There are two speakers now: One pumping straight out of the earphone slot and one at the bottom. This indicates you get a little stereo separation. However, they’re still too close to make it that noticeable.
That is the most powerful phone I’ve ever used – a statement borne out by some unbelievable benchmark results.
The iPhone 7 may have kept the identical 2GB of RAM as the 6S. However, this appears more than adequate. You’ll be able to have plenty of apps open at the similar time and switching between them is quick and slick. That’s the place RAM helps. However, it also packs the new A10 Fusion core and it’s a blinder. There’s a reason for the “Fusion” moniker. Apple is using a quad-core CPU for the first time. However, it doesn’t use all four of them at once.
The iPhone 7 is 30% quicker than the iPhone 6S. It’s also 12% highly effective than the Galaxy S7.
It’s in the graphics department that the A10 shines, although. The new six-core GPU scores a massive 37,349 on our normal Ice Storm Unlimited test – 30% better than the iPhone 6S and Galaxy S7. This is unbelievable performance.
The new iPhone 7 feature I’ve been most anticipating is the upgraded camera. The iPhone 7 has a new six-optic lens, OIS and a wider f/1.8 aperture. All this leads to improved low-light performance. This helps provide more sensible skin tones as opposed to the ghost-like quality some LED flashes bestow. Taking video using the iPhone 7 is also a joy. You’ll be able to shoot at 4K or 1080p if you need a higher framerate. Slo-mo is still as delightful as the first time we used it, and it’s dead simple to select which bit of a video goes slow and which moves at a regular pace. The front-facing camera, or FaceTime camera, has also had a boost. It now has a 7-megapixel sensor and selfies look a little better than before.
I’ve already talked about that the iPhone 7’s battery life is a drawback, and it truly is. Apple maintains the iPhone 7 has a longer battery life than the iPhone 6S by two hours. However, I’m unsure under which circumstances. I’ve been so shocked by its lack of stamina that we tested a second iPhone 7 simply in case there was something improper with my review sample. However, the results were identical. It lasts a little over 6 hours of constant use.back to menu ↑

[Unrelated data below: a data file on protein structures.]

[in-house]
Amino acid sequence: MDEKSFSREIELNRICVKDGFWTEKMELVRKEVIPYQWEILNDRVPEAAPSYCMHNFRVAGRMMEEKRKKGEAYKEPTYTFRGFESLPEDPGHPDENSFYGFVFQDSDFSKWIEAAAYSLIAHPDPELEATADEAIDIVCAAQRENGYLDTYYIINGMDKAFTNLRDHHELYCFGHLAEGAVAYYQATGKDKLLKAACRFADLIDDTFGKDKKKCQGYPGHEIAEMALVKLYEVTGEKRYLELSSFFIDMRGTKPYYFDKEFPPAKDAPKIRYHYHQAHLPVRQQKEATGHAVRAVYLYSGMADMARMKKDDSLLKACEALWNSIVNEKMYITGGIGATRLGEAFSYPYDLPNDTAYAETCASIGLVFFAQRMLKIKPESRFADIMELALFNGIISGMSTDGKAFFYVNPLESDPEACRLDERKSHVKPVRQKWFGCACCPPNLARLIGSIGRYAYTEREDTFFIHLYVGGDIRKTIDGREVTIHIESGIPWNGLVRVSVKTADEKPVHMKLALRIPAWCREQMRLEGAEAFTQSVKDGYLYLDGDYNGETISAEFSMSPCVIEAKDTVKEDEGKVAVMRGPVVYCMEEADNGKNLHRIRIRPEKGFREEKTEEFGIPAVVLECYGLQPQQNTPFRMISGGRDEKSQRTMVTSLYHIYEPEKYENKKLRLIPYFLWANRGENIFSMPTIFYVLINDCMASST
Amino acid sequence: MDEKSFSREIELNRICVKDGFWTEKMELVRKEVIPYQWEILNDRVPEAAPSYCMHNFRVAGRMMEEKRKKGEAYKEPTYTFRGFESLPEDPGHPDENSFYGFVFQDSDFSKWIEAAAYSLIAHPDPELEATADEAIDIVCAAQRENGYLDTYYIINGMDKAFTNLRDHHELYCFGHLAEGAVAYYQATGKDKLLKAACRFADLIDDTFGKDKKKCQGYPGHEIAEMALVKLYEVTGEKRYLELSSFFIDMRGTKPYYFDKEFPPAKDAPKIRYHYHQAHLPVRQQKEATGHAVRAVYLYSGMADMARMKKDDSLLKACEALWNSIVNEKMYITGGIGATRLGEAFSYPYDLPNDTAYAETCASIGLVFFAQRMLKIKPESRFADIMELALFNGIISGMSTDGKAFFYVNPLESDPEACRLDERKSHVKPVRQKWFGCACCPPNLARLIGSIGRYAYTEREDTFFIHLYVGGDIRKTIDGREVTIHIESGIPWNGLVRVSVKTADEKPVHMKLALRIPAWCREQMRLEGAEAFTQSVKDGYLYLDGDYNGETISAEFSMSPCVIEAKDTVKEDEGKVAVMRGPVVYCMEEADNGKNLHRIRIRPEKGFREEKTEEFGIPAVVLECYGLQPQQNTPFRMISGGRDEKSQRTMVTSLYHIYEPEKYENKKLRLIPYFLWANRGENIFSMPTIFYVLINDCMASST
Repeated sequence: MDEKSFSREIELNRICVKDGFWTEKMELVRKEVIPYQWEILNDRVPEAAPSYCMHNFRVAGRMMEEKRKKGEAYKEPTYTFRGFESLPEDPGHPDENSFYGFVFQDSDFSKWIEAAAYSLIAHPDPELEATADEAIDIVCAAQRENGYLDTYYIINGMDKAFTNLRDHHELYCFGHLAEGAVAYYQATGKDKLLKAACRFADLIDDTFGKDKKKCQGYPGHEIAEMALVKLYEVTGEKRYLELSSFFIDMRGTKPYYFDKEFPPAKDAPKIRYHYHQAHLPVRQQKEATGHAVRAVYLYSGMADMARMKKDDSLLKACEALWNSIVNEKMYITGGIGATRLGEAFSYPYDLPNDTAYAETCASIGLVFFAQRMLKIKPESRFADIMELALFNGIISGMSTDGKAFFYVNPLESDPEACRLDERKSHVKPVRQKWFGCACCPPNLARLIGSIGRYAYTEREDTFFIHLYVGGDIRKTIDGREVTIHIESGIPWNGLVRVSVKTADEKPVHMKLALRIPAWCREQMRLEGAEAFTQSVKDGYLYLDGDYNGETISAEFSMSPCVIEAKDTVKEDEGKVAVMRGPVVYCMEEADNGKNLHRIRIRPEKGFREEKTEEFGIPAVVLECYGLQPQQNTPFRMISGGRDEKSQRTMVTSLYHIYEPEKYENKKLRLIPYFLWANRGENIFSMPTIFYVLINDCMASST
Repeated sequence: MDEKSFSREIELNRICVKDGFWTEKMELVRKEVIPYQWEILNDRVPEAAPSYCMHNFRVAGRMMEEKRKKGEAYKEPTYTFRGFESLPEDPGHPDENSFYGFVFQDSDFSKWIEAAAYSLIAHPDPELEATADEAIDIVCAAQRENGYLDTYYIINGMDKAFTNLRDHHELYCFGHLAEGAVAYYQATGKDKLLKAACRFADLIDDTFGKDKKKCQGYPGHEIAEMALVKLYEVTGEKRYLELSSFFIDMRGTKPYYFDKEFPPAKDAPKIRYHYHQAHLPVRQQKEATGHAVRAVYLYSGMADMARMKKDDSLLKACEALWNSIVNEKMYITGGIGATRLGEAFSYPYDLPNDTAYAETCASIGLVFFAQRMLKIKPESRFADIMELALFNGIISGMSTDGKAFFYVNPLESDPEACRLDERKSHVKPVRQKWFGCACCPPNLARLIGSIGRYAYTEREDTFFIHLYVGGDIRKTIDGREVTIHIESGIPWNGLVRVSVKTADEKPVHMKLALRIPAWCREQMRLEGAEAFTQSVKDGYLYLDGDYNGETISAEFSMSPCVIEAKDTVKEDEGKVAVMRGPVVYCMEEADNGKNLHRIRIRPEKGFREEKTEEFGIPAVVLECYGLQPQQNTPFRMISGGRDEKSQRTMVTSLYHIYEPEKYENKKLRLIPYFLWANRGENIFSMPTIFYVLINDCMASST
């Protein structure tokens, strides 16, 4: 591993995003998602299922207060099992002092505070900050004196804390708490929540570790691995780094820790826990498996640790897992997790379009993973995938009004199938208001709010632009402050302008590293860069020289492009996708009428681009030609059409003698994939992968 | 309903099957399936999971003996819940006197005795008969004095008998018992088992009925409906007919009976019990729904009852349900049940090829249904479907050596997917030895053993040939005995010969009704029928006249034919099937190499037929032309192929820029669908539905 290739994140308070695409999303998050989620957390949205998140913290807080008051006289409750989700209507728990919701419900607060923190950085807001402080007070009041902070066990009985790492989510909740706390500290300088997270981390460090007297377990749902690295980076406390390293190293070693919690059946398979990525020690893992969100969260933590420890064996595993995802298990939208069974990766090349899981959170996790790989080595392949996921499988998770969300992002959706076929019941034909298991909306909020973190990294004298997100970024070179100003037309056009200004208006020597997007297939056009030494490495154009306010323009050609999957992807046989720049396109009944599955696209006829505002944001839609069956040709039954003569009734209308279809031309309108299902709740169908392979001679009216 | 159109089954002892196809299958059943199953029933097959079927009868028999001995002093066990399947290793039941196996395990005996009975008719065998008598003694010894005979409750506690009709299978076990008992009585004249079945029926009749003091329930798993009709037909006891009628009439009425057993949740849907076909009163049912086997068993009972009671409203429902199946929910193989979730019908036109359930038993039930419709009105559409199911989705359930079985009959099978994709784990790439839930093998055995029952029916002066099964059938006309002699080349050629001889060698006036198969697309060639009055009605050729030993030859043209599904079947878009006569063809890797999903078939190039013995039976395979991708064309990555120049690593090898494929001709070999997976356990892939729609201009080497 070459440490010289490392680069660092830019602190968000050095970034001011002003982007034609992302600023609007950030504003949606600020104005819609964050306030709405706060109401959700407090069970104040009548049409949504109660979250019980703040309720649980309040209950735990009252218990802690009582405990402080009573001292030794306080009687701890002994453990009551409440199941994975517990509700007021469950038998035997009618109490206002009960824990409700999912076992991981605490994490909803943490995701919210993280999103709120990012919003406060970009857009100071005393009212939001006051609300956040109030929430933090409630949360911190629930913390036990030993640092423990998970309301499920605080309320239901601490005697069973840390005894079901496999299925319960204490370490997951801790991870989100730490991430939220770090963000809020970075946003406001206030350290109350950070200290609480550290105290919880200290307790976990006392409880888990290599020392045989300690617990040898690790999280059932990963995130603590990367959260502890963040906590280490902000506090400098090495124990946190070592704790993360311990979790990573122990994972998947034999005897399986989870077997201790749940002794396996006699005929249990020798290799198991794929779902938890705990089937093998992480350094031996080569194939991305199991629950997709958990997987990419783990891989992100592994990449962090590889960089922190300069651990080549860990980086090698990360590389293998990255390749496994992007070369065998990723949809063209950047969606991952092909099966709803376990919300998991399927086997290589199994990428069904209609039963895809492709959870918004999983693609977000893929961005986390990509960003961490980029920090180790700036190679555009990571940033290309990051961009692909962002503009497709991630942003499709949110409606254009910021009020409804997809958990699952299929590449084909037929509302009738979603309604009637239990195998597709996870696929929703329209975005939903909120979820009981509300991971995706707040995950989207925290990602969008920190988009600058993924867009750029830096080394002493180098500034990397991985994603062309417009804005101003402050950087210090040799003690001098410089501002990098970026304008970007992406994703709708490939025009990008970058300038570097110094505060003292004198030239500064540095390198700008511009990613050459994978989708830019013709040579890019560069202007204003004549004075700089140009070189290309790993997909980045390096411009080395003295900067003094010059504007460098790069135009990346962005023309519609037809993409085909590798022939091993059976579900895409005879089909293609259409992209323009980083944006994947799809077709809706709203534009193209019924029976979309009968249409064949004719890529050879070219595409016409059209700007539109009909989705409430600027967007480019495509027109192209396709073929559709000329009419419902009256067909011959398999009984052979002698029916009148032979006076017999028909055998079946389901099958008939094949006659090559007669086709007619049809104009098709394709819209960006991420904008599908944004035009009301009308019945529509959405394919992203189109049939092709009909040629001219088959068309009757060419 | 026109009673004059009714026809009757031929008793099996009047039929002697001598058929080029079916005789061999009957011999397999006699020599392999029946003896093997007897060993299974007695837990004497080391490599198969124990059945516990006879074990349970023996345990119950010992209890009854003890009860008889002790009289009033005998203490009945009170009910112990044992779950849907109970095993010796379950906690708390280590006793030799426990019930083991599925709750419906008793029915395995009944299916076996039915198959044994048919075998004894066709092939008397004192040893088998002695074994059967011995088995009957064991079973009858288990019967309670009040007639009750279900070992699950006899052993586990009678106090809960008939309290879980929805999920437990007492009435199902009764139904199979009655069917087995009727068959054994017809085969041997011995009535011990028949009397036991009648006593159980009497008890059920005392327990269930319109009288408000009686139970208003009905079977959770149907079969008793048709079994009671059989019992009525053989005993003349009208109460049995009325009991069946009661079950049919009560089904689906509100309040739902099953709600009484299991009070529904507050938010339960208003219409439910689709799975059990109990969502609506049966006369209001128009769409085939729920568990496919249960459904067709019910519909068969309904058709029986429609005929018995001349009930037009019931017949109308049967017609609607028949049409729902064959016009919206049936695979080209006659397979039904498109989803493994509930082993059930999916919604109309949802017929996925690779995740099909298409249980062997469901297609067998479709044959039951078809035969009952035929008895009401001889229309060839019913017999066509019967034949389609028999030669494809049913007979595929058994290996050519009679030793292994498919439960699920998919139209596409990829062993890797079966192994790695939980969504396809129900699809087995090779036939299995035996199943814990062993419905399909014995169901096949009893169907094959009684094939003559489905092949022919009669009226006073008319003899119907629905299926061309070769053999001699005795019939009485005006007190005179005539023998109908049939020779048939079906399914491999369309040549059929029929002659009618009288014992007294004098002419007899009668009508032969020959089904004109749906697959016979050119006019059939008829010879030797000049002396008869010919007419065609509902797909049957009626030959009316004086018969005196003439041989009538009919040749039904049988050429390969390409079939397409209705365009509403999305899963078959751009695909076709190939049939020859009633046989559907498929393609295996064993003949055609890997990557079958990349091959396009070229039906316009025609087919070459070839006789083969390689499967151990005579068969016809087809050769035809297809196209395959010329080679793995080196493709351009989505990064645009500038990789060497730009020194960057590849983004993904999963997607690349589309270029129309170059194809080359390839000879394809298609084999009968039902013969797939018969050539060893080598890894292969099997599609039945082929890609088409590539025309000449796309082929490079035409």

32, 128 and 256GB storage options
Water resistant IP67
12MP rear camera
7MP front cameraA10 Fusion chip
A10 Fusion chip
Taptic engine with 3D Touch
Should I Purchase The iPhone 7?
Barring its battery life, the iPhone 7 is a nice phone. Its camera, screen and performance are impressive and the water resistance is a real boon.
Whereas the starting capacity of 32GB (£599/$649) isn’t exactly large, it’s a lot better than the piddly 16GB we’d become so used to. The jump is big when you want more – up to 128GB (£699/$749) and then a ludicrous 256GB (£799/$849) for the top-of-the-range model. I suspect the iPhone 7 Plus won’t be as problematic, however at the moment in case you’re hell-bent on a small iPhone I’d recommend the more compact, and far cheaper, iPhone SE.back to menu ↑